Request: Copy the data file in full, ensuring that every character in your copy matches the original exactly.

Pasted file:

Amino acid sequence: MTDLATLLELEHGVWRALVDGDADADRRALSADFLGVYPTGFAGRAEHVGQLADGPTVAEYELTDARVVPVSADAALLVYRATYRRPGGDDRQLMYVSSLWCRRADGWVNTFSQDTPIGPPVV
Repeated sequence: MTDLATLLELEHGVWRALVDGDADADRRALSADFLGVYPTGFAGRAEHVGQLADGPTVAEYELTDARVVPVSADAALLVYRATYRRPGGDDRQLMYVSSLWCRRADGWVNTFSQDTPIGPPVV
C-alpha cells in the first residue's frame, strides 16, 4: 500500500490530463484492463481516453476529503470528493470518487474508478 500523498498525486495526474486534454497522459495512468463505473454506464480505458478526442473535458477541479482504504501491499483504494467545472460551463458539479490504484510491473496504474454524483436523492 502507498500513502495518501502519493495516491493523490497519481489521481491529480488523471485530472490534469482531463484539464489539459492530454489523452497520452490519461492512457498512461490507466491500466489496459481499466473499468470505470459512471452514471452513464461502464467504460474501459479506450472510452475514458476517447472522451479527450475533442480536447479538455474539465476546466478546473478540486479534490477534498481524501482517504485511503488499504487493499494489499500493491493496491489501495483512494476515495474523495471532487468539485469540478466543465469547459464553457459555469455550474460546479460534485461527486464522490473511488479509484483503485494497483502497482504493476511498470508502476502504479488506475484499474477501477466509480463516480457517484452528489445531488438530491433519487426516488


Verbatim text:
Amino acid sequence: MTDLATLLELEHGVWRALVDGDADADRRALSADFLGVYPTGFAGRAEHVGQLADGPTVAEYELTDARVVPVSADAALLVYRATYRRPGGDDRQLMYVSSLWCRRADGWVNTFSQDTPIGPPVV
Repeated sequence: MTDLATLLELEHGVWRALVDGDADADRRALSADFLGVYPTGFAGRAEHVGQLADGPTVAEYELTDARVVPVSADAALLVYRATYRRPGGDDRQLMYVSSLWCRRADGWVNTFSQDTPIGPPVV
C-alpha cells in the first residue's frame, strides 16, 4: 500500500490530463484492463481516453476529503470528493470518487474508478 500523498498525486495526474486534454497522459495512468463505473454506464480505458478526442473535458477541479482504504501491499483504494467545472460551463458539479490504484510491473496504474454524483436523492 502507498500513502495518501502519493495516491493523490497519481489521481491529480488523471485530472490534469482531463484539464489539459492530454489523452497520452490519461492512457498512461490507466491500466489496459481499466473499468470505470459512471452514471452513464461502464467504460474501459479506450472510452475514458476517447472522451479527450475533442480536447479538455474539465476546466478546473478540486479534490477534498481524501482517504485511503488499504487493499494489499500493491493496491489501495483512494476515495474523495471532487468539485469540478466543465469547459464553457459555469455550474460546479460534485461527486464522490473511488479509484483503485494497483502497482504493476511498470508502476502504479488506475484499474477501477466509480463516480457517484452528489445531488438530491433519487426516488